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The Old New Age

10/23/1998 -  

Friday 23 October 1998
Terry Riley Keyboard Study No. 2, Good Medicine, Misigono (UK premiere), In C
Terry Riley(piano), Pulp, Smith Quartet, guests

Saturday 24 October 1998
John Cage Sonatas and Interludes for prepared piano (extracts), simultaneous performances of Aria, Fontana Mix, and Concert for Piano and Orchestra (selected solos), Ryoanji, Four6
The Brood, Phoenix Dance, Sardono

The first two concerts in the American Pioneers season at the Barbican, part of the year-long Inventing America programme, present the contrasting grand old men of the American avant garde in comparatively accessible selections. Perhaps by design, both concerts also involved performers known mainly in non-"classical" music, and attracted an appealingly mixed and open-minded audience.

Terry Riley has all the characteristics of a guru -- knotted beard, wire-rimmed specs, beaming, benign demeanour -- and his music is a socially enjoyable expression of sixties transcendentalism. He characteristically combines forms similar to the classical Indian ragas with the familiar oriental modes and a blues-like structure based on a simple repetitive bass. He could also pass for a Unix guru, not just because of the beard and beam, but also because of his expertise in the architecture of complex systems from simple structures repeated at many levels. It is difficult not to like him, as a person and performer, and as a humane composer who sees the essence of music as "what moves you" and wants to dispense with everything else.

According to the programme, Riley was supposed to give an introduction to the concert, but he chose to let his performance speak for itself. Keyboard Study No 2 turned out to be an evolved version, with an introductory melody in a freer form, which developed into the blues-like study proper, a study in the basics of musical expression rather than piano or any other technique. Good Medicine, exuberbantly performed by the Smith Quartet, is a dance, actually a survey of dance idioms, converted to an out-of-kilter but forward-moving 10/8 time, done entirely in five with strongly divided beats. According to the programme, it's the dance of a mythical Salome to procure world peace from the forces of evil, but it stands on its own as a great romp through near and far eastern dances and Irish jigs and reels. (None of the quartet is called Smith, by the way.)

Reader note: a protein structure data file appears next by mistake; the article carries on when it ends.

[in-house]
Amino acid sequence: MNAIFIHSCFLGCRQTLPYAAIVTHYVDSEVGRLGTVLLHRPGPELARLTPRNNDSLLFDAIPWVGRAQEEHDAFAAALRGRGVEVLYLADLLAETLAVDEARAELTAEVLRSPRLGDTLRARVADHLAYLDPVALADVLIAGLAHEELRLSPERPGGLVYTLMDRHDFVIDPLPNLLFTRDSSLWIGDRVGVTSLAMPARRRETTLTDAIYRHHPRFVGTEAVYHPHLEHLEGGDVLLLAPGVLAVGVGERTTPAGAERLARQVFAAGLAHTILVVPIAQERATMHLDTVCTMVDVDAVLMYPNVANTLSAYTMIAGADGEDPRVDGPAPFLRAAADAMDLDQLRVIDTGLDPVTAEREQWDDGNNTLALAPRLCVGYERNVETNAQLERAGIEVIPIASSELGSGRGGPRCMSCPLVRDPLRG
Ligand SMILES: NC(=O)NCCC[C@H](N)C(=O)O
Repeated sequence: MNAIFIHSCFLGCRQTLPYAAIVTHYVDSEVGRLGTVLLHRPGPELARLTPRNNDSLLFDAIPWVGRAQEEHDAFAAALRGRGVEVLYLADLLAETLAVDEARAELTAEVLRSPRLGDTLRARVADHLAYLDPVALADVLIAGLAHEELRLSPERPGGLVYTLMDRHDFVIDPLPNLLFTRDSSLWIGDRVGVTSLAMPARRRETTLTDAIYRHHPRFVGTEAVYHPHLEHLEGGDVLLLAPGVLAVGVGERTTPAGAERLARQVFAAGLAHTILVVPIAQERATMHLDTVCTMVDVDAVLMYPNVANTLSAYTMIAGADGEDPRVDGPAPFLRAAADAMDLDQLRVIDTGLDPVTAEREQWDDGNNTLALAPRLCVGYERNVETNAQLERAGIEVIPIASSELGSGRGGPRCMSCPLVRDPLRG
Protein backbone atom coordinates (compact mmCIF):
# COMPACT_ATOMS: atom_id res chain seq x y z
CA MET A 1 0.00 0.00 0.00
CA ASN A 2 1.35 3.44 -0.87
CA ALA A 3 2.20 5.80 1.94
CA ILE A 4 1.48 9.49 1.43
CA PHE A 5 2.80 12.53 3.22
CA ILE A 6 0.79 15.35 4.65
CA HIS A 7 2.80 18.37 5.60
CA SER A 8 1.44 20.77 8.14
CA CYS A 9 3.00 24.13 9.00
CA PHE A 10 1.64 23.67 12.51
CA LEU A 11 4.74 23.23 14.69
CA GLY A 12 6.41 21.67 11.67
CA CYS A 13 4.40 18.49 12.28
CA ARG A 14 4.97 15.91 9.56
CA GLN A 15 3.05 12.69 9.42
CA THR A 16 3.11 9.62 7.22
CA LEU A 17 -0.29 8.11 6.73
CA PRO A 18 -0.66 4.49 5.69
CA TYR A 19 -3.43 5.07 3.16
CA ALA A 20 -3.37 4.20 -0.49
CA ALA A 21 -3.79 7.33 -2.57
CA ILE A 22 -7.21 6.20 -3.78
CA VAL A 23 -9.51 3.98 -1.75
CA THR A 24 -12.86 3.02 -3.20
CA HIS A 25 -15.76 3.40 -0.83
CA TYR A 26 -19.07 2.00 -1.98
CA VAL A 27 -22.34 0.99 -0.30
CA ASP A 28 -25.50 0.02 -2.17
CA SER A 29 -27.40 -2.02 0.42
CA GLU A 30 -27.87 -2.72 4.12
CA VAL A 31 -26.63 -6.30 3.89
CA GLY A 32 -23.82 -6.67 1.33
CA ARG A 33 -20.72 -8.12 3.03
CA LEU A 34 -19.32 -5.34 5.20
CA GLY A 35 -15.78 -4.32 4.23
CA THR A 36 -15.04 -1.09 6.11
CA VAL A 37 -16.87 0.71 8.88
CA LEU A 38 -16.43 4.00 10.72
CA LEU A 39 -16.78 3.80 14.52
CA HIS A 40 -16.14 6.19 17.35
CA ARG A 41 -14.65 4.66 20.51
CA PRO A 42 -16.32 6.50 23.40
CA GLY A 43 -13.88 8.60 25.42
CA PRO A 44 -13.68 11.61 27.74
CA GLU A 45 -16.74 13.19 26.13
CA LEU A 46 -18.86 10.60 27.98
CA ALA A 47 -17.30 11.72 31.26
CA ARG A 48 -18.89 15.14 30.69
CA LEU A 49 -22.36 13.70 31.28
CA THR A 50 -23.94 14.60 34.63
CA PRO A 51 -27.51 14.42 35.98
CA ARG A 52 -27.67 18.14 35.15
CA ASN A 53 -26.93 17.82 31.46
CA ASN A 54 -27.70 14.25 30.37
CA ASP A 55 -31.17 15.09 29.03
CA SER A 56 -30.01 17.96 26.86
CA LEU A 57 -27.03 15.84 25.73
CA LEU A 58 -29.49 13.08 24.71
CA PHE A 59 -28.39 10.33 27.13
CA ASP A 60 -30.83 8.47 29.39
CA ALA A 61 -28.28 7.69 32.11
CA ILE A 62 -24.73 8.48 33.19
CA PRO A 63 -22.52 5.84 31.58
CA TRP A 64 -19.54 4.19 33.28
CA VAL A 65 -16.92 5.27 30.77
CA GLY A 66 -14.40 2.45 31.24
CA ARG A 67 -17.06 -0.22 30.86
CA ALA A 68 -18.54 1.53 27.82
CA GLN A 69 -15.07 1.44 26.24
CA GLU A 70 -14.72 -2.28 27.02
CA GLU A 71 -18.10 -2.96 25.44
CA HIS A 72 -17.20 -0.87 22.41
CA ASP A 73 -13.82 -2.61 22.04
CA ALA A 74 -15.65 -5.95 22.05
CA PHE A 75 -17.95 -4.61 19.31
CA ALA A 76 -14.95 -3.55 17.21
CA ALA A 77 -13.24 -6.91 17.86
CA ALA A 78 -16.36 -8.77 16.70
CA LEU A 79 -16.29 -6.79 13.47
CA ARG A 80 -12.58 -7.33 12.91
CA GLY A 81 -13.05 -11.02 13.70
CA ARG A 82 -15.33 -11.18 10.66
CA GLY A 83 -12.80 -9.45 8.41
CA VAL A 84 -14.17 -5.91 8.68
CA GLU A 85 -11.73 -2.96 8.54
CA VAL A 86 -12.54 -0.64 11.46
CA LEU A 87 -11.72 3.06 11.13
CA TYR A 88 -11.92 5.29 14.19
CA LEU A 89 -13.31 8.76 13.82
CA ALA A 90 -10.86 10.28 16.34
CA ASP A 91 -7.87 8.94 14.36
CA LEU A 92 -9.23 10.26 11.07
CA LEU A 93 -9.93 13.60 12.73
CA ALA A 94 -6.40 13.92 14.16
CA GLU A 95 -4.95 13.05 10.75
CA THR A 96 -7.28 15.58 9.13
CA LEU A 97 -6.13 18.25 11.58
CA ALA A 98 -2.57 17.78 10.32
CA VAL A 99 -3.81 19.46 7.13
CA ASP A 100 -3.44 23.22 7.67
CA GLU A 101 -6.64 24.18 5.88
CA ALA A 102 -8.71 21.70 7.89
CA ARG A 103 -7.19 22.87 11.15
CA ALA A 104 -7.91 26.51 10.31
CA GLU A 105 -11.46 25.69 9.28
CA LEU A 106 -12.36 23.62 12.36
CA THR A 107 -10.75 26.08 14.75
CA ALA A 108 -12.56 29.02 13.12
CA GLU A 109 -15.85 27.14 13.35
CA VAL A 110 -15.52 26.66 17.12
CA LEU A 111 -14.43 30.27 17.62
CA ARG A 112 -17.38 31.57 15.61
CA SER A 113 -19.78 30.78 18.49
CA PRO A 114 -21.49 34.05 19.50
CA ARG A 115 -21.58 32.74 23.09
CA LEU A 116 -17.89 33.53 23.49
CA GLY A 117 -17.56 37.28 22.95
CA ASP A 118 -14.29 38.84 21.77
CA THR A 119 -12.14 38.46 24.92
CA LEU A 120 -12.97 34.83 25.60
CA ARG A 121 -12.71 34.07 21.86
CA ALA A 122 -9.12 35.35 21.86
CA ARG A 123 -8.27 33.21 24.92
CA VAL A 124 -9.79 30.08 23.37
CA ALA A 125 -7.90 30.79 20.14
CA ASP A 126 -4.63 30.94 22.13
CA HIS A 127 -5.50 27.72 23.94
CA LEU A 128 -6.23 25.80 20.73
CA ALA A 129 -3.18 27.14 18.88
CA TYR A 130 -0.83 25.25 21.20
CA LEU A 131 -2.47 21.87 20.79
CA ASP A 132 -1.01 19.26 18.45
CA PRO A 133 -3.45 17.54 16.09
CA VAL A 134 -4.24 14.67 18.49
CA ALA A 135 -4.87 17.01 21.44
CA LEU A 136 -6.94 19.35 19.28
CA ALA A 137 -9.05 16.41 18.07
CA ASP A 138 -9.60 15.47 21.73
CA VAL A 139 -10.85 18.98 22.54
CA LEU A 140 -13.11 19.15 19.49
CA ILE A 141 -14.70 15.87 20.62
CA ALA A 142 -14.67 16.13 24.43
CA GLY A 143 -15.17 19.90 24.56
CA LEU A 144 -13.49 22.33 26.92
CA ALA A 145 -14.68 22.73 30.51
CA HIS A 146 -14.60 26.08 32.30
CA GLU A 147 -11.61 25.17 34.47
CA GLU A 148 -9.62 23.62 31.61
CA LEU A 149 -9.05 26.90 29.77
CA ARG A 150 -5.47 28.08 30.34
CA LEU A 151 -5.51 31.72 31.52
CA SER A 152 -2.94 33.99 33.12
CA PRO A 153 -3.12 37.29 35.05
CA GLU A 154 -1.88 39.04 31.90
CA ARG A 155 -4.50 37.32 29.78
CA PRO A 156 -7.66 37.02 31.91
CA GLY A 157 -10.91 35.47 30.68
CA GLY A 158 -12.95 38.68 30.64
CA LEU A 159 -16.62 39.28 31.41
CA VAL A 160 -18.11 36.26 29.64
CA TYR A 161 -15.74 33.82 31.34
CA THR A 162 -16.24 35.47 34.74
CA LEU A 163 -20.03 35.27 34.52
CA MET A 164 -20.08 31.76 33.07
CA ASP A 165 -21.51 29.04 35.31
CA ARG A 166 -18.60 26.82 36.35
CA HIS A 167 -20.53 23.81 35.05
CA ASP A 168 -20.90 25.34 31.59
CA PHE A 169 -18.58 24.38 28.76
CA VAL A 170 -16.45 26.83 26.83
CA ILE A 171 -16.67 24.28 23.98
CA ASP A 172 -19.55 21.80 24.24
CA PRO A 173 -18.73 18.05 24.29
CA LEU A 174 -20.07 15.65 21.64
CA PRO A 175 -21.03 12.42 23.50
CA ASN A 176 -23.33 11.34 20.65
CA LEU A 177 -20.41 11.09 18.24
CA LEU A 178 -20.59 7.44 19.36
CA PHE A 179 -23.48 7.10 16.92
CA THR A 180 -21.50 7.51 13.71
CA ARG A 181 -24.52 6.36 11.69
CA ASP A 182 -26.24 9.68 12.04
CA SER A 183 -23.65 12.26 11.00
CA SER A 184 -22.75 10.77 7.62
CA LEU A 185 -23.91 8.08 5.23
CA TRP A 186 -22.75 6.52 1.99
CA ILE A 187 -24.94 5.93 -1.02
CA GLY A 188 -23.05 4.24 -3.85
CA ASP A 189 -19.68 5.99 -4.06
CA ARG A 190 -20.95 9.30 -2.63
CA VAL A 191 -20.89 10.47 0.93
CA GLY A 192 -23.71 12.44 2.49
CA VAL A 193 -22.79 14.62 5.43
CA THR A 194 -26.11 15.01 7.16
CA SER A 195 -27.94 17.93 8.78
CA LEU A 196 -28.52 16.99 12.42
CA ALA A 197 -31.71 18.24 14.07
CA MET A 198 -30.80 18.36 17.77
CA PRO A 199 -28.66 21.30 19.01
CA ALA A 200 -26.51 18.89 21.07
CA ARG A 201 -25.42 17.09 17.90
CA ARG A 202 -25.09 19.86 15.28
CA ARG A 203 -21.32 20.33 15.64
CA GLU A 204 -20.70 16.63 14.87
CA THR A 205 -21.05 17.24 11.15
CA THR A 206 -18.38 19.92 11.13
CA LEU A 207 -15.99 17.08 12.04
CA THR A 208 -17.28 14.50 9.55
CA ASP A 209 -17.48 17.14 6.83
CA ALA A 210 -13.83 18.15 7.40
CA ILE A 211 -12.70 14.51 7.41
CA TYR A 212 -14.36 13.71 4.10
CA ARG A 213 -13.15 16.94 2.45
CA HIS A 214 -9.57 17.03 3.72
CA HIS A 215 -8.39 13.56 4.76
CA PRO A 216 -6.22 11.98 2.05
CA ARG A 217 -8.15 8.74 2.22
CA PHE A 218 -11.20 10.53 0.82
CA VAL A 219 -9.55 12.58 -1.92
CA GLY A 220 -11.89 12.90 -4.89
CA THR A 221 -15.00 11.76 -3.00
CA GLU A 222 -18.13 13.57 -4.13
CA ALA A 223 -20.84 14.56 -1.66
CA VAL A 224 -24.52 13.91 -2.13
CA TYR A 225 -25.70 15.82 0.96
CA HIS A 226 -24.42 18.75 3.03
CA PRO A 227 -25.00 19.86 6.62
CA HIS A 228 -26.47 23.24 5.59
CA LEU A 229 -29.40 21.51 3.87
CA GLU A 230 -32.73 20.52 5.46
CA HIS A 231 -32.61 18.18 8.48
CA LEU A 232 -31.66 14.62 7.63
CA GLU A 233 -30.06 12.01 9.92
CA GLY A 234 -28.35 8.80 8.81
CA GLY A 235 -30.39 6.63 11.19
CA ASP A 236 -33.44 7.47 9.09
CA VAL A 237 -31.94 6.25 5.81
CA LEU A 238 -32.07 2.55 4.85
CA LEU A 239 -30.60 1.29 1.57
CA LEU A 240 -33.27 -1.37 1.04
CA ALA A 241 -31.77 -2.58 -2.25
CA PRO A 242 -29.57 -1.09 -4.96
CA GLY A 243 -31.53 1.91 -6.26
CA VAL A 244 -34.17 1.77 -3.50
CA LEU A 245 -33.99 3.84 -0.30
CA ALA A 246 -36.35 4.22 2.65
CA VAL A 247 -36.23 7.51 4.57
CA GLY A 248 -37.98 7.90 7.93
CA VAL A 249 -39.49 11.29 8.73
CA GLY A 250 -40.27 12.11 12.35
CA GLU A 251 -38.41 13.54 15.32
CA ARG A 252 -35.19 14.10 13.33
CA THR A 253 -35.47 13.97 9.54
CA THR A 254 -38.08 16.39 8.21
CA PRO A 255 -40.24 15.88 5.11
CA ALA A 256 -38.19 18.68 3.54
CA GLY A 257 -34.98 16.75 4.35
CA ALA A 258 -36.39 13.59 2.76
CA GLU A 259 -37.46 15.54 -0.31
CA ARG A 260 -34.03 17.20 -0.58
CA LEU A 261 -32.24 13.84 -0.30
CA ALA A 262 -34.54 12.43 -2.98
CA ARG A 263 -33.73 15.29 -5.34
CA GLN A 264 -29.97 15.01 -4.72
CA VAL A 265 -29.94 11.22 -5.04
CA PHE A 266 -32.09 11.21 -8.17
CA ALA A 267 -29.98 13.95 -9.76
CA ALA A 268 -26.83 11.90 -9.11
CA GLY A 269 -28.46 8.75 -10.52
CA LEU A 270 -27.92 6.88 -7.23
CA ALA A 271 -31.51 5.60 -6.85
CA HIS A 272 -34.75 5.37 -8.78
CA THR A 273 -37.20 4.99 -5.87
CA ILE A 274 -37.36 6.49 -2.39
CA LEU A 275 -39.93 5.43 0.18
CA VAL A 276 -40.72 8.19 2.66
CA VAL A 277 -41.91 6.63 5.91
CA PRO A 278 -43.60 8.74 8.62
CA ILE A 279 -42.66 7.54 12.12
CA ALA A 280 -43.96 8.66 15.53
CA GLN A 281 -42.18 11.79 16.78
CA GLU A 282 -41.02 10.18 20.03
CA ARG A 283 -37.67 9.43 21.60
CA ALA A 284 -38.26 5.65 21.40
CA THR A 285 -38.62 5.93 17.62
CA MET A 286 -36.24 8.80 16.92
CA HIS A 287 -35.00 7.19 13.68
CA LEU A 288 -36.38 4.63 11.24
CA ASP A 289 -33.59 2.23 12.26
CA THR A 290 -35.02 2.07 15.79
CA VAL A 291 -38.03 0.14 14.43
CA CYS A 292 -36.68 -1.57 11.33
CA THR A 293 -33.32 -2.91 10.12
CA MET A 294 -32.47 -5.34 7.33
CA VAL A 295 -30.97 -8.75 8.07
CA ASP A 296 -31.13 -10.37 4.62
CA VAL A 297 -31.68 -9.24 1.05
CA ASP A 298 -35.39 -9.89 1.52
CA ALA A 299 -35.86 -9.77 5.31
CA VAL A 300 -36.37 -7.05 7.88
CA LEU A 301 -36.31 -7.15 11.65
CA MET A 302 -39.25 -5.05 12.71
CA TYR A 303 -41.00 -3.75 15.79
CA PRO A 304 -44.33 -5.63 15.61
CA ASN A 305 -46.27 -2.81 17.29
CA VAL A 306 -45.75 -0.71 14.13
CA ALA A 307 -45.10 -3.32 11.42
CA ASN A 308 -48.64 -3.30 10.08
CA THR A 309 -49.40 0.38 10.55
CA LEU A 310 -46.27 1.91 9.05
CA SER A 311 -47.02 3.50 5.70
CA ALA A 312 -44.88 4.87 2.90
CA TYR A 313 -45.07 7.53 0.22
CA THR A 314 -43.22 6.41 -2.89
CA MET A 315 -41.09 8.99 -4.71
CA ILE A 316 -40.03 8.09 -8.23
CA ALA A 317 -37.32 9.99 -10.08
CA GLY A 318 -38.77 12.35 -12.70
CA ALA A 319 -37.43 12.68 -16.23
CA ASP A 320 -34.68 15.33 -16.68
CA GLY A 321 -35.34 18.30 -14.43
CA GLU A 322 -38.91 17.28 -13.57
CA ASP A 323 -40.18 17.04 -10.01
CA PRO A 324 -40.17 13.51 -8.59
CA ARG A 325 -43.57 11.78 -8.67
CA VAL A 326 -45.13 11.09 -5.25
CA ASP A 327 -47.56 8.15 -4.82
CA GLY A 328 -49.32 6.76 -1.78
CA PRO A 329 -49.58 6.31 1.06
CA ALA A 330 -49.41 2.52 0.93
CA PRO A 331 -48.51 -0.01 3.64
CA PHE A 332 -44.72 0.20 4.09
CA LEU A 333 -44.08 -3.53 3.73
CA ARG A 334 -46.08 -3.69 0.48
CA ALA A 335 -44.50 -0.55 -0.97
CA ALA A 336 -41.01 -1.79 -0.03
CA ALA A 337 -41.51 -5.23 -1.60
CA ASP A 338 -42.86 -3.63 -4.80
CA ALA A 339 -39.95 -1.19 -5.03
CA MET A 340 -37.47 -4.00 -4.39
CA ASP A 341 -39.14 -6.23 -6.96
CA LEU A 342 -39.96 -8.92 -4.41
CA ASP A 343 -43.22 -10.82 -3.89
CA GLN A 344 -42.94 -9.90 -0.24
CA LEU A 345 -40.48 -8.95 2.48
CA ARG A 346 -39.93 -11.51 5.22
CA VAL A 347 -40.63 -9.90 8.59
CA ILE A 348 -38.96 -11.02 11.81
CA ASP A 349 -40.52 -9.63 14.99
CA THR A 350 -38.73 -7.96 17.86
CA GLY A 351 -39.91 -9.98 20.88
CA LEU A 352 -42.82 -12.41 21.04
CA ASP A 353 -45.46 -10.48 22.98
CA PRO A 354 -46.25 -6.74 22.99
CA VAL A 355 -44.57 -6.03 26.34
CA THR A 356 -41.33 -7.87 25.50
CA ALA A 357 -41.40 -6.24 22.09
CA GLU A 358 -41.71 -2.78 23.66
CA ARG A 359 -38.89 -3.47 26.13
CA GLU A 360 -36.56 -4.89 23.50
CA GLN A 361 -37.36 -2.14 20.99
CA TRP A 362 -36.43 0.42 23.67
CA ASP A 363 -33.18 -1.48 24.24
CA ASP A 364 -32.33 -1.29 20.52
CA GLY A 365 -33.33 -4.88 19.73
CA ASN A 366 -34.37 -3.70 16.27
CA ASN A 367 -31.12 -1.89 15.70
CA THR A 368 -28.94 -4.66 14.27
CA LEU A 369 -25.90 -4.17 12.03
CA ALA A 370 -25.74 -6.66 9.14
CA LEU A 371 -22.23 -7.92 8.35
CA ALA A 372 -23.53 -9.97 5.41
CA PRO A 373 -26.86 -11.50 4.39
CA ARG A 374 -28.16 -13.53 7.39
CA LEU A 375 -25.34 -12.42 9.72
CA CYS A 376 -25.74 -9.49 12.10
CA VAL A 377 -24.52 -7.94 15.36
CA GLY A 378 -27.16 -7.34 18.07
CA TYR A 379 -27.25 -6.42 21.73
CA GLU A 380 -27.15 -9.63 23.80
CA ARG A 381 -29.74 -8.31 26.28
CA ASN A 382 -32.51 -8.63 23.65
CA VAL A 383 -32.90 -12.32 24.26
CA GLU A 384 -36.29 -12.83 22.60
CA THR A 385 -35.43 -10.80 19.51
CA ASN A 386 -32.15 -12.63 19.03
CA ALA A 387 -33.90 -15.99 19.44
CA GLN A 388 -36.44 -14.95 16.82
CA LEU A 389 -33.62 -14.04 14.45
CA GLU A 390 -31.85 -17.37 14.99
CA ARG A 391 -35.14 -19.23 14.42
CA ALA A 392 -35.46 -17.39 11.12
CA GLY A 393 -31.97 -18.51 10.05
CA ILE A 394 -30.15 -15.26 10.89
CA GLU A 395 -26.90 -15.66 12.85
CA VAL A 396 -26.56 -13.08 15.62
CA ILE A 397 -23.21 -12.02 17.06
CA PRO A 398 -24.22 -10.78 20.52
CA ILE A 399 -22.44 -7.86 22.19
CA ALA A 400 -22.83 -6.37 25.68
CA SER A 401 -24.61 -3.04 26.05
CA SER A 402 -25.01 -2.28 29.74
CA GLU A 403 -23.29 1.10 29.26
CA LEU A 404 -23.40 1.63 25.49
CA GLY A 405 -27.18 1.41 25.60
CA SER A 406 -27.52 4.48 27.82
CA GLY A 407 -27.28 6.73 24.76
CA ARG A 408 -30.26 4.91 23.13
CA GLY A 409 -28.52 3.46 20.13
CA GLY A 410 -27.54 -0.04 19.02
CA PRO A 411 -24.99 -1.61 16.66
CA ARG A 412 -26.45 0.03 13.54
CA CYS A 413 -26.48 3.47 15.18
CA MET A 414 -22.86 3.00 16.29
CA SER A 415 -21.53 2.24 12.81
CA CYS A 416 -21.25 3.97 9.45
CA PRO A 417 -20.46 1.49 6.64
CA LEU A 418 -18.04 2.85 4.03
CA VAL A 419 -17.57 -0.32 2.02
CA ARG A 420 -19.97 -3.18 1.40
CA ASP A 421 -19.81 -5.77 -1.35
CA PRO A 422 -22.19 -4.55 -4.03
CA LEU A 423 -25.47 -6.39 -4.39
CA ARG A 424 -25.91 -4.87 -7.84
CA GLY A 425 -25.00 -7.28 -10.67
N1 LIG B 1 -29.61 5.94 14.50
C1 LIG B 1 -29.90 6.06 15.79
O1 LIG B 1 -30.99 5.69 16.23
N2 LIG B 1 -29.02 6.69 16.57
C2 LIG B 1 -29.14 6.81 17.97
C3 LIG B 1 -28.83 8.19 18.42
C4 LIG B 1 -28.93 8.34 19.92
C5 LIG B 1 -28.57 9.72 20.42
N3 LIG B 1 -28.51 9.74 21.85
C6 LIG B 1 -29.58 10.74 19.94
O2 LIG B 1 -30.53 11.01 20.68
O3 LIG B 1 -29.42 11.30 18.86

MisiGono, a new work, is an amusing variant of a danse macabre. It's based on the imaginary friend of Riley's young granddaughter who has died, but comes back to life when required (for example, for the premiere of the work named after her). The melodic beginning introduces a child's idea of mourning, and some spooky funeral music, with sinister use of hand-stopped piano wires sounding like something coming to get you. But the third movement, another orientalizing blues on a four chord bass, evokes the idea of a happy spirit in a slightly different kind of existence, and the fourth movement suggests an even simpler kind of contentment based on a single bass chord and a children's song, sung by Riley in a wrecked but expressive voice. (A nice touch: the line "Four, five, six, seven eight, nine, ten, Judaeo-Christian Mohamedan" trails off into a muezzin's melisma.) Each movement except the first stops dead in the middle of a phrase.

The second half of the concert was an hour-long (that is, shortish) performance of In C, the anthem of 1960s shared consciousness. Jarvis Cocker took an infinitesimal bow at the end, but otherwise it was a completely communal effort under Riley's minimal guidance.

Saturday's John Cage concert was tougher going, inevitably since Cage developed music which provides space for the audience to find meaning rather than bringing meaning itself. The first work, Sonatas and Interludes for prepared piano in fact met the audience half way through the pwerfully expressive dancing of Sardono, the Indonesian choreographer, who also performed the sections that did not involve the keyboard, for example by plucking the piano strings or vocalising into the frame to set up a resonance.

The simultaneous performances of three related works was dominated by David Thomas' performance of Aria, originally written for Cathy Berberian. Thomas (best known for Pere Ubu) resembles Orson Welles in a way, large, dressed in black with soul patch and beret. His physical presence and the fact that the voice is the only remotely human element in the performance, obscured the rest of the sounds, but made for a dramatic performance. (A soprano was heard leaving the Waterside Restaurant to applause, presumably after performing as part of the free Musicircus event, saying that she hoped she never had to do Cage's Aria again. Thomas seemed to enjoy it.)

Ryoanji is more straightforwardly programmatic, a representation of a Japanese Buddhist rock garden, based on a steady percussion beat, with flute and double bass playing more fluid lines that build up by means of tape loops into a "solid", stone-line pattern.

Four6, effectively Cage's last work, has a sparer texture, and is almost certainly difficult and perhaps depressing in itself, evoking (by semi-coincidence) the circumstances of its first performance, a wet evening in the park. But in this concert it was combined with a similarly aleatory dance composition by Thea Nerissa Barnes, performed by Phoenix Dance. The dancers' bright costumes (based on elements of paintings by Joan Miro) and their emotionally charged interaction formed a contrast and intermittent counterpoint to the lugubrious music, and provided an uplifting finale to a demanding evening.

H.E. Elsom



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